Even in these seemingly less severe cases of slavery, it is still wrong. Slavery is despicable in any capacity. Chattel slavery is what was conducted in North America. Under chattel slavery, black people in America were treated subhuman. Black people were property, to never be freed, and their children would also face the same fate from their births until their deaths. African-Americans were raped, maimed, burned alive, and kidnapped without consequence to those “in charge.” This is the institution the Confederacy fought so hard to continue. (photo) Jefferson Davis Statue on Monument Avenue in Richmond, Virginia.A common misconception today (aided by revisionist history) is the Civil War wasn’t about slavery and the Confederacy was fighting a noble cause against tyranny. In all actuality, the Civil War was about slavery and the Confederacy fought to keep it alive. Here are a few secession letters from the states involved clearly pointing out slavery as the cause for their “noble fight.”:  (photos) South Carolina Secession StatementMississippi Secession StatementGeorgia Secession StatementTexas Secession Statement   Here are a few quotes from the “heroes” of the Confederacy on slavery,; both of which have a memorial dedicated to them on Richmond’s Monument Avenue: “The blacks are immeasurably better off here than in Africa, morally, socially & physically. The painful discipline they are undergoing, is necessary for their instruction as a race, & I hope will prepare & lead them to better things. How long their subjugation may be necessary is known & ordered by a wise Merciful Providence.” –Robert E. Lee“African slavery, as it exists in the United States, is a moral, a social, and a political blessing.”-Jefferson Davis“My own convictions as to negro slavery are strong. It has its evils and abuses…We recognize the negro as God and God’s Book and God’s Laws, in nature, tell us to recognize him — our inferior, fitted expressly for servitude…You cannot transform the negro into anything one-tenth as useful or as good as what slavery enables them to be.”-Jefferson Davis

Not only is this harmful to the psyche of African-Americans and others vehemently against racism and slavery, but it is also harmful to the impressionable. After nine black people were murdered while worshiping in a South Carolina church, the South Carolina governor said the killer had a “sick and twisted view of the (Confederate) flag.” As you can see, she was wrong. The killer’s view that black people are inferior, subhuman, and disposable, are very consistent with the views of the Confederacy and its leaders. (photo) We could go into further detail about the Confederacy, their views, and their crimes against humans. Instead, I will stop here and ask you — do you believe these people should be memorialized in Richmond or anywhere? Should a monument of Robert E. Lee be erected above this mostly African-American city, towering over the descendants of those he once waged war and genocide against? I would like to believe a majority of Richmonders, of all races and backgrounds, don’t stand for the same ideals of the Confederacy.  You don’t have to live in Richmond to help. Please sign and share the petition wherever possible if you support the removal of the Robert E. Lee statue towering over Monument Avenue as well as the statues of other Confederate leaders in the city. The Richmond City Council will be kept abreast of the progress of this petition. Also, if you would like to contact the Richmond City Council yourself- here is the info: RICHMOND CITY COUNCIL  Richmond City Council Executive Offices  Richmond City Hall 900 E. Broad Street, Suite 305 Richmond, Virginia 23219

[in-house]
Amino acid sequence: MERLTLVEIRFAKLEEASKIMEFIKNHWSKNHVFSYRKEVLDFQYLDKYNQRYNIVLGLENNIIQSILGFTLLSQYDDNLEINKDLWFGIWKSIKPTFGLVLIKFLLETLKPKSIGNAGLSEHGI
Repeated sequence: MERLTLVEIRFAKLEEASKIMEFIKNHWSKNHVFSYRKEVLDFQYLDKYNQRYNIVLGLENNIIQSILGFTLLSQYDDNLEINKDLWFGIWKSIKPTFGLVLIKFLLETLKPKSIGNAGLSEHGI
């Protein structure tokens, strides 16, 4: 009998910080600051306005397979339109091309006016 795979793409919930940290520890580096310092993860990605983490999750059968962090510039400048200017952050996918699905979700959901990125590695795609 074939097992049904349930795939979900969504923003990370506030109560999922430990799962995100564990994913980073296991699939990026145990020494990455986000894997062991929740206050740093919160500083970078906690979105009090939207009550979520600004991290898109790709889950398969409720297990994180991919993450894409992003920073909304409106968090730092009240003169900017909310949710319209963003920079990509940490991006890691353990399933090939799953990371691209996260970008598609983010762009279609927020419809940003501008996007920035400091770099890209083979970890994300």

Richmond City Council Contact Page

   Sources:       my contact info (all questions, comments, and corrections are welcome): Nova Sankofa (Brian W.)